|Credit: Microsoft images|
Defective stem cell regulation may contribute to the intellectual and physical disabilities that affect people with Down syndrome, according to researchers at Stanford University School of Medicine. Researchers observed “defects in stem cell growth and self-renewal” and found these defects could be lessened by “reducing the expression of just one gene on chromosome 21.”
“There appear to be defects in the stem cells in all the tissues that we tested, including the brain,” said senior author, Michael Clarke, MD. “We believe Usp16 (a gene) overexpression is a major contributor to the neurological deficits seen in Down syndrome.”
“This gene is clearly regulating processes that are central to aging in mice and humans,” said Clarke. Significantly, this is the first study associating Down syndrome with stem cells.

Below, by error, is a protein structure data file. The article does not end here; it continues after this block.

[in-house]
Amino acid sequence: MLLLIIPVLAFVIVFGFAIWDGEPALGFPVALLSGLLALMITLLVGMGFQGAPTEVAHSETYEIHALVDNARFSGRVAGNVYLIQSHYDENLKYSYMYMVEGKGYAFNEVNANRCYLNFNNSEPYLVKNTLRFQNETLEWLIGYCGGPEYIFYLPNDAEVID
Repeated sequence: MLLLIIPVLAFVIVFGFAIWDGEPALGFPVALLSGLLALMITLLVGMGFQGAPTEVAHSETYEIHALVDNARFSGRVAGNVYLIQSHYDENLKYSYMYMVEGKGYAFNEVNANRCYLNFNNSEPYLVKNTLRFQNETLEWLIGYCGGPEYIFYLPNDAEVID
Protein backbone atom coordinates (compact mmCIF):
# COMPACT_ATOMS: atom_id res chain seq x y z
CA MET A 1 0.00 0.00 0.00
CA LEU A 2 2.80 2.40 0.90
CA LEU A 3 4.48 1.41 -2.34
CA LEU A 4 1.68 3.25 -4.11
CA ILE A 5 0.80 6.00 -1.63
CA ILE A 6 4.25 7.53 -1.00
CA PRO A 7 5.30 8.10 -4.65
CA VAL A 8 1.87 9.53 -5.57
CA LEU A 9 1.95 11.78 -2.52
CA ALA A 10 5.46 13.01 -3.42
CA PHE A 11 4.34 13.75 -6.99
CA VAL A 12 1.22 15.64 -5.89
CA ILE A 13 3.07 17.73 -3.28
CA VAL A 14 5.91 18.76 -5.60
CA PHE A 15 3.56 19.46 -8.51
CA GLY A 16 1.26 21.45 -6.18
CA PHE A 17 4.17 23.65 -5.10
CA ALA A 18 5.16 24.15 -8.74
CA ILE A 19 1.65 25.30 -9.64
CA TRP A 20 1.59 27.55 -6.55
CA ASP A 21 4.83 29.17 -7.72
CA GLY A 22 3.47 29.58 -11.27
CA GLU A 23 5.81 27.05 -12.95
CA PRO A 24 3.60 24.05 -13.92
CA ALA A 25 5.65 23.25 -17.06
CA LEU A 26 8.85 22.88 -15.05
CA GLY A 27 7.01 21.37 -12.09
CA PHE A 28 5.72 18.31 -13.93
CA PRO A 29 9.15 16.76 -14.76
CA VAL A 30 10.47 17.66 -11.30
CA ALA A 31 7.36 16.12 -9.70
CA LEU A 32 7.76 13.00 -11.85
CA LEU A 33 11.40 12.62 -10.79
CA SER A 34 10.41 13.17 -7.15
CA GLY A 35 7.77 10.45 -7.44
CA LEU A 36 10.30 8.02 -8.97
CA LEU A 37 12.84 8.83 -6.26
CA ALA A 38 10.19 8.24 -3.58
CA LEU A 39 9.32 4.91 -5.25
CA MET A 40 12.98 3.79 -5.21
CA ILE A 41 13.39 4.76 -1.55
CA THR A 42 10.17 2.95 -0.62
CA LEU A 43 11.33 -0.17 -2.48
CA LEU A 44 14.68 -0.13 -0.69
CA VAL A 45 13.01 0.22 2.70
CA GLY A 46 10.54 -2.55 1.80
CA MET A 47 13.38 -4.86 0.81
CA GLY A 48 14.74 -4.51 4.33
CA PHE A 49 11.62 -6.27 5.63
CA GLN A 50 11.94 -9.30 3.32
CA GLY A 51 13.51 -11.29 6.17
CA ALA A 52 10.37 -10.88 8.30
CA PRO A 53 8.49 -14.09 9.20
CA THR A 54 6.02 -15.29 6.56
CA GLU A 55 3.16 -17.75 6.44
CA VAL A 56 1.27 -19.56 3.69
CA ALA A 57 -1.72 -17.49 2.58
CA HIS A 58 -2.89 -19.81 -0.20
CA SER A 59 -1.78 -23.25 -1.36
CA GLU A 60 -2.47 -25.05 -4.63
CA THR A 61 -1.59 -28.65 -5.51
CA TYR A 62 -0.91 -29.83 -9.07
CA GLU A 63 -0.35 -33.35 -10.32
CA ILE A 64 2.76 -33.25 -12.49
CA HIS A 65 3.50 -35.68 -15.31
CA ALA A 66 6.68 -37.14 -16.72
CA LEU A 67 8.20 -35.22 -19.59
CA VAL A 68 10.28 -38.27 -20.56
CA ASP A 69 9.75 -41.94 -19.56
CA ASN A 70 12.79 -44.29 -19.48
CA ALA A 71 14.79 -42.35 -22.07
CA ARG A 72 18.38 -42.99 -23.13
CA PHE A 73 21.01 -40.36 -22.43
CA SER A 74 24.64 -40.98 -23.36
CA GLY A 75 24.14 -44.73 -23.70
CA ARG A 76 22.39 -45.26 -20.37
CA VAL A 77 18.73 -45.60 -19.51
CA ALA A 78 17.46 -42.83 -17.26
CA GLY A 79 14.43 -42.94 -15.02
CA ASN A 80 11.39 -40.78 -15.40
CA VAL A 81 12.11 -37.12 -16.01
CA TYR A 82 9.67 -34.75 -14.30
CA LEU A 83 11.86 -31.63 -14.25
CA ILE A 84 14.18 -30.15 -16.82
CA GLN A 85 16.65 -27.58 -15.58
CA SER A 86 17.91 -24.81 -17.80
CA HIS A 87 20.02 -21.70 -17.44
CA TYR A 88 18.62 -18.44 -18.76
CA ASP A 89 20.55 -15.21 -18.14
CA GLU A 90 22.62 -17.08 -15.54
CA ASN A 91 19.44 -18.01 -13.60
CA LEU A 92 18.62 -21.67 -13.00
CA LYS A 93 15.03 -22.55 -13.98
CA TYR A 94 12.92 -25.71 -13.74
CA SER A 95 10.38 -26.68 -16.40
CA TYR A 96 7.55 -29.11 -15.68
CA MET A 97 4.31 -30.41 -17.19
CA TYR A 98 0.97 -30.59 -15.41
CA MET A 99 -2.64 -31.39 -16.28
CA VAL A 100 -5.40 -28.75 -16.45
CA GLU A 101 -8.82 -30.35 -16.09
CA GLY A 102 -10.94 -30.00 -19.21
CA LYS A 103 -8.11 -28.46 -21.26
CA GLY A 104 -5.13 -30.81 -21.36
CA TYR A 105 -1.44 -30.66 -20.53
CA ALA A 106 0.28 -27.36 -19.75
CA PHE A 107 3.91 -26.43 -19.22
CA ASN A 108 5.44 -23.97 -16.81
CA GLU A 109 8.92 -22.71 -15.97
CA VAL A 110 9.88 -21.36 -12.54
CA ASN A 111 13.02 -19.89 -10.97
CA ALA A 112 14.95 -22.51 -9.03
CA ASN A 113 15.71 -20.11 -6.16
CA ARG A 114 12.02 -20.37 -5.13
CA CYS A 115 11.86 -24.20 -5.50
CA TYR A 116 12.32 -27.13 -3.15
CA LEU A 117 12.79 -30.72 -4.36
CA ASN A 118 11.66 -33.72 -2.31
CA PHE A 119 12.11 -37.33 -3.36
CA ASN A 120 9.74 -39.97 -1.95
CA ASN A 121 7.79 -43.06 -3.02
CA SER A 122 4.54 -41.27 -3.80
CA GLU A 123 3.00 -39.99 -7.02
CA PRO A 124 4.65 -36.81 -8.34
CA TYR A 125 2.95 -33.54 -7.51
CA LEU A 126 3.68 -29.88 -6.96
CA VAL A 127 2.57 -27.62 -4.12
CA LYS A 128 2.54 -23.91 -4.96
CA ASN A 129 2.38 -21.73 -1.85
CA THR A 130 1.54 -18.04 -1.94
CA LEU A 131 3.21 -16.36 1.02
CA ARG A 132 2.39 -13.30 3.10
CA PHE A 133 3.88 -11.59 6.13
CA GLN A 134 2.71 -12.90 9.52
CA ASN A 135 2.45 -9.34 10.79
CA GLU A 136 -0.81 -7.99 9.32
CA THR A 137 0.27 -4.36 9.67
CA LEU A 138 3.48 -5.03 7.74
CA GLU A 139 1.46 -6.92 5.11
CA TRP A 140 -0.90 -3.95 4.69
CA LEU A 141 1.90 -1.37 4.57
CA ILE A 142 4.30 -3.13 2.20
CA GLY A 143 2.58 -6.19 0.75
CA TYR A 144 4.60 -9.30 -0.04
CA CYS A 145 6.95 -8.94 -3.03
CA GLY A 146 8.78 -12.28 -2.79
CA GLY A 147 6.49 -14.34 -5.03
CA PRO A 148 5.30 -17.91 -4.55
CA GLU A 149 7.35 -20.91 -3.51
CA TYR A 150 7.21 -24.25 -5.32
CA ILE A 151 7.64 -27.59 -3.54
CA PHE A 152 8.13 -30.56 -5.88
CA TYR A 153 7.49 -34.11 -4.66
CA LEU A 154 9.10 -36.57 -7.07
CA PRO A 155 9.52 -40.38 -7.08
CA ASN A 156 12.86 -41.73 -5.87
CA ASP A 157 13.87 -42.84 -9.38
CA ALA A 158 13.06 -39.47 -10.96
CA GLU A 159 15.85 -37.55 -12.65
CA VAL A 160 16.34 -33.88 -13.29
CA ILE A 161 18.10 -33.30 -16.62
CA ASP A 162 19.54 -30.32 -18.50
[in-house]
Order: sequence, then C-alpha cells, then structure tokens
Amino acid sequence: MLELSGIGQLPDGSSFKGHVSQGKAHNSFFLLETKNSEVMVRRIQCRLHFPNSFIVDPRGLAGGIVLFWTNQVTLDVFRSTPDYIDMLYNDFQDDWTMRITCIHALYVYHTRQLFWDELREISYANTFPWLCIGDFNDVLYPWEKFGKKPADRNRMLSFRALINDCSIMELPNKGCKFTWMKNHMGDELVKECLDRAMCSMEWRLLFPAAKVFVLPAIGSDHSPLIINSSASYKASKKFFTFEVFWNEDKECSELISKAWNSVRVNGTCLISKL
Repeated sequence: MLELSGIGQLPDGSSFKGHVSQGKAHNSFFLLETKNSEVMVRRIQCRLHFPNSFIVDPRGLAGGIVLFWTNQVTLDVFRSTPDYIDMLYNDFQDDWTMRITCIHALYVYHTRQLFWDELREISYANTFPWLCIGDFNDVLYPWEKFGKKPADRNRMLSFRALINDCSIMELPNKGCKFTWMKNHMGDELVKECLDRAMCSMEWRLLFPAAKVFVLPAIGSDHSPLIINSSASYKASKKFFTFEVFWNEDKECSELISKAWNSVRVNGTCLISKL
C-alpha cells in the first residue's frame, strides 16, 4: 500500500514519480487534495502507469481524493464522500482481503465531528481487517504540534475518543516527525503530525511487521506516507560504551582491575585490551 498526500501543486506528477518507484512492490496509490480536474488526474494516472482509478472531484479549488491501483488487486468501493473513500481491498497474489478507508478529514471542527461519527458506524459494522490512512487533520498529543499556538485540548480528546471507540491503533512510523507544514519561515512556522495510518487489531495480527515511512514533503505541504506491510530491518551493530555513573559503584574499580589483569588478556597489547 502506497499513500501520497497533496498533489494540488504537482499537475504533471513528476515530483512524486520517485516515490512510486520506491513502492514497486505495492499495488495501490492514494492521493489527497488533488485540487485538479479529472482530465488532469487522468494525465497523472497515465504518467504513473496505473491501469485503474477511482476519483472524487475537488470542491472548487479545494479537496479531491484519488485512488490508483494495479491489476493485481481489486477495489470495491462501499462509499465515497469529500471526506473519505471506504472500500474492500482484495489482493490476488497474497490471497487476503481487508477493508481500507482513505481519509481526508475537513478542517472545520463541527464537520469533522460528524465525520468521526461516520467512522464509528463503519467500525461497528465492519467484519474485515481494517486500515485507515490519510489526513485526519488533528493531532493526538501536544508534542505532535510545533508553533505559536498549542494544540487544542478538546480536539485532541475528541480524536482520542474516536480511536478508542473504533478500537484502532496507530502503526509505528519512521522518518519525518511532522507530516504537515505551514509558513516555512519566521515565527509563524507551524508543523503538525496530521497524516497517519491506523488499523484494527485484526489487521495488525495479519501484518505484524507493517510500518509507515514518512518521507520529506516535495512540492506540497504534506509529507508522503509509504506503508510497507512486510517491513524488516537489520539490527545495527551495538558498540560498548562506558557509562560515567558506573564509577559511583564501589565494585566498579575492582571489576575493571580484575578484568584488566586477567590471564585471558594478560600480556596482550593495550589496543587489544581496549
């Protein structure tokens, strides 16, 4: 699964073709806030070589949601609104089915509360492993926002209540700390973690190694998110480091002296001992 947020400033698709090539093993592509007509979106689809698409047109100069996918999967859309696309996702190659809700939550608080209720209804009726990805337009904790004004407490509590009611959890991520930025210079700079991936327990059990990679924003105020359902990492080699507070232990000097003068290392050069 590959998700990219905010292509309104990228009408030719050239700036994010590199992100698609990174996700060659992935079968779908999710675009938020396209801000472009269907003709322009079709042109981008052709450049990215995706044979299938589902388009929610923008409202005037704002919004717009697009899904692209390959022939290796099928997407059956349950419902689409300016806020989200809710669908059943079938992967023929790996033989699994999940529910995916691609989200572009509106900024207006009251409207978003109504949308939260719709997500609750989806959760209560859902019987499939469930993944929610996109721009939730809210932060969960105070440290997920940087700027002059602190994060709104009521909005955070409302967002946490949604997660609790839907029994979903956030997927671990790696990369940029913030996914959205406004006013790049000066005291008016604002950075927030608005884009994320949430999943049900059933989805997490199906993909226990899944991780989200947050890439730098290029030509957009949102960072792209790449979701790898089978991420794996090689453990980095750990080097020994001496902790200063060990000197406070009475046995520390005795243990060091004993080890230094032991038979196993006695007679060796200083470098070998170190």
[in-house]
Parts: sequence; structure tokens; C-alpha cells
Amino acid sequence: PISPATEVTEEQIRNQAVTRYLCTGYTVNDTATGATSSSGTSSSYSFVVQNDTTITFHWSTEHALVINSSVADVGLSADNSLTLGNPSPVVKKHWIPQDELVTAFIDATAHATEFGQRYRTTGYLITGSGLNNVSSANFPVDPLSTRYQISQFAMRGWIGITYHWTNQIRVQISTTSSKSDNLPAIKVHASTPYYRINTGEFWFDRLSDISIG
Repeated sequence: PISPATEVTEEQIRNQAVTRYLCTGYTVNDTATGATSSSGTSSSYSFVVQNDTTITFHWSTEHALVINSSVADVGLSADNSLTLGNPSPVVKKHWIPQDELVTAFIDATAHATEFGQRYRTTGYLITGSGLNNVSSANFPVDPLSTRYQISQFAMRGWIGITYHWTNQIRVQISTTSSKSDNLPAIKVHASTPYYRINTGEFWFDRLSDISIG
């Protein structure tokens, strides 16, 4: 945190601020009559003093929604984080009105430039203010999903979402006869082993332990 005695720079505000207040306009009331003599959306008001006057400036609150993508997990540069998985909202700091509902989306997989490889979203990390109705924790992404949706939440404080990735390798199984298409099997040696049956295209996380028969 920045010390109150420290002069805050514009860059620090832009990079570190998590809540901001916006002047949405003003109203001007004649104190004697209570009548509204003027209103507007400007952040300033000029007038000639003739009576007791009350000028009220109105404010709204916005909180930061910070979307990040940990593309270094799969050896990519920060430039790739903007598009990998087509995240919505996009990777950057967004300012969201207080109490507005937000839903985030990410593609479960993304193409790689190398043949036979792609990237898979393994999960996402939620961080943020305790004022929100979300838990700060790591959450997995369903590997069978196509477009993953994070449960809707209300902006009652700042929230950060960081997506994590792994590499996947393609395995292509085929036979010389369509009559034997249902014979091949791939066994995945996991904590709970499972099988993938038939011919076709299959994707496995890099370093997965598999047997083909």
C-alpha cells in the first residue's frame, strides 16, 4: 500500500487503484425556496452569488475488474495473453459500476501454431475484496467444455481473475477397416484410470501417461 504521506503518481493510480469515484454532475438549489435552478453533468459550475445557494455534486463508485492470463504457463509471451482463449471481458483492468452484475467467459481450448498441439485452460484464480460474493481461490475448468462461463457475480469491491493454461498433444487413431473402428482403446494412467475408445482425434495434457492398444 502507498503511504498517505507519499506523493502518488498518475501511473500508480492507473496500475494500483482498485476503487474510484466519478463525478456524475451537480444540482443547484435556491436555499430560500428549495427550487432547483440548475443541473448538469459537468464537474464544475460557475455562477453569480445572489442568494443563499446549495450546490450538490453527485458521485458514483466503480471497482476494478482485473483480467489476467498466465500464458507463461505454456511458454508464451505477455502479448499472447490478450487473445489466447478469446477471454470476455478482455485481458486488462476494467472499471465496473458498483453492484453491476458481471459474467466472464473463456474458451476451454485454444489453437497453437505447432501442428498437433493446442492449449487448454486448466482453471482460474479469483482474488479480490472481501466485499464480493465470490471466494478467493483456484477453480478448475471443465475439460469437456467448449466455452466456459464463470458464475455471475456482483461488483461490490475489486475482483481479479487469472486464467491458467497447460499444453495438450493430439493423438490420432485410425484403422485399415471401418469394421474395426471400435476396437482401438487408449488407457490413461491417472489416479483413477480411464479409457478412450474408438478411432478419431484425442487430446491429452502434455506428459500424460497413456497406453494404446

The authors think this study suggests that drugs, which “slow the rate of stem cell use”, could reduce physical and learning disabilities, advanced aging and increased risk of Alzheimer’s disease in people with Down syndrome.
The researchers studied cells from both mouse models and humans. The study, “Usp16 contributes tosomatic stem-cell defects in Down’s syndrome” appears in the journal Nature.
More information on this study is available from Stanford University.
Source: Stanford University
©Mary M Conneely T/A Advocacy in Action